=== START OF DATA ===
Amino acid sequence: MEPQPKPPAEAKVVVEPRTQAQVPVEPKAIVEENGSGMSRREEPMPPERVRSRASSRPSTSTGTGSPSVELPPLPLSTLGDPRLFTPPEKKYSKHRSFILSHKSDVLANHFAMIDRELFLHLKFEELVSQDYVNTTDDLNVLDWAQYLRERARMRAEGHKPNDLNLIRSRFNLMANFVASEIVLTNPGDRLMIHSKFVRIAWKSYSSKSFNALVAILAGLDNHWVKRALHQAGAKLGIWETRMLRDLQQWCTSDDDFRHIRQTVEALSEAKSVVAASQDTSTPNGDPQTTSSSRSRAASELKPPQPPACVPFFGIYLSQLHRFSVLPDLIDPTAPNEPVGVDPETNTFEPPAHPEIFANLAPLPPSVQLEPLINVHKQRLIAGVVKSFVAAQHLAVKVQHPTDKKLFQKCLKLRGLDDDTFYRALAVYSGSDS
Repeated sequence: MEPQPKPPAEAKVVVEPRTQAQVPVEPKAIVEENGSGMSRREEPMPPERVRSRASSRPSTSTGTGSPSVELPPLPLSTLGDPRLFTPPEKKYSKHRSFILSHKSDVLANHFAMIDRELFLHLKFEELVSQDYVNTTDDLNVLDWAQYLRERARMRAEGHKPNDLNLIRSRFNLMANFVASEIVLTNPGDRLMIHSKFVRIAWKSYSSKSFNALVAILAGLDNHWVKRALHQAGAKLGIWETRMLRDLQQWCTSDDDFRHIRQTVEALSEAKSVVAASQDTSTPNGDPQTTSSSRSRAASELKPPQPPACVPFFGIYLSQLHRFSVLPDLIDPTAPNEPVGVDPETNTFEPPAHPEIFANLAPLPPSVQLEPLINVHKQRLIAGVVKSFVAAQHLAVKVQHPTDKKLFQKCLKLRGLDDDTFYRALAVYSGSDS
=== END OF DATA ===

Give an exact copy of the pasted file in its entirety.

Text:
Amino acid sequence: MEPQPKPPAEAKVVVEPRTQAQVPVEPKAIVEENGSGMSRREEPMPPERVRSRASSRPSTSTGTGSPSVELPPLPLSTLGDPRLFTPPEKKYSKHRSFILSHKSDVLANHFAMIDRELFLHLKFEELVSQDYVNTTDDLNVLDWAQYLRERARMRAEGHKPNDLNLIRSRFNLMANFVASEIVLTNPGDRLMIHSKFVRIAWKSYSSKSFNALVAILAGLDNHWVKRALHQAGAKLGIWETRMLRDLQQWCTSDDDFRHIRQTVEALSEAKSVVAASQDTSTPNGDPQTTSSSRSRAASELKPPQPPACVPFFGIYLSQLHRFSVLPDLIDPTAPNEPVGVDPETNTFEPPAHPEIFANLAPLPPSVQLEPLINVHKQRLIAGVVKSFVAAQHLAVKVQHPTDKKLFQKCLKLRGLDDDTFYRALAVYSGSDS
Repeated sequence: MEPQPKPPAEAKVVVEPRTQAQVPVEPKAIVEENGSGMSRREEPMPPERVRSRASSRPSTSTGTGSPSVELPPLPLSTLGDPRLFTPPEKKYSKHRSFILSHKSDVLANHFAMIDRELFLHLKFEELVSQDYVNTTDDLNVLDWAQYLRERARMRAEGHKPNDLNLIRSRFNLMANFVASEIVLTNPGDRLMIHSKFVRIAWKSYSSKSFNALVAILAGLDNHWVKRALHQAGAKLGIWETRMLRDLQQWCTSDDDFRHIRQTVEALSEAKSVVAASQDTSTPNGDPQTTSSSRSRAASELKPPQPPACVPFFGIYLSQLHRFSVLPDLIDPTAPNEPVGVDPETNTFEPPAHPEIFANLAPLPPSVQLEPLINVHKQRLIAGVVKSFVAAQHLAVKVQHPTDKKLFQKCLKLRGLDDDTFYRALAVYSGSDS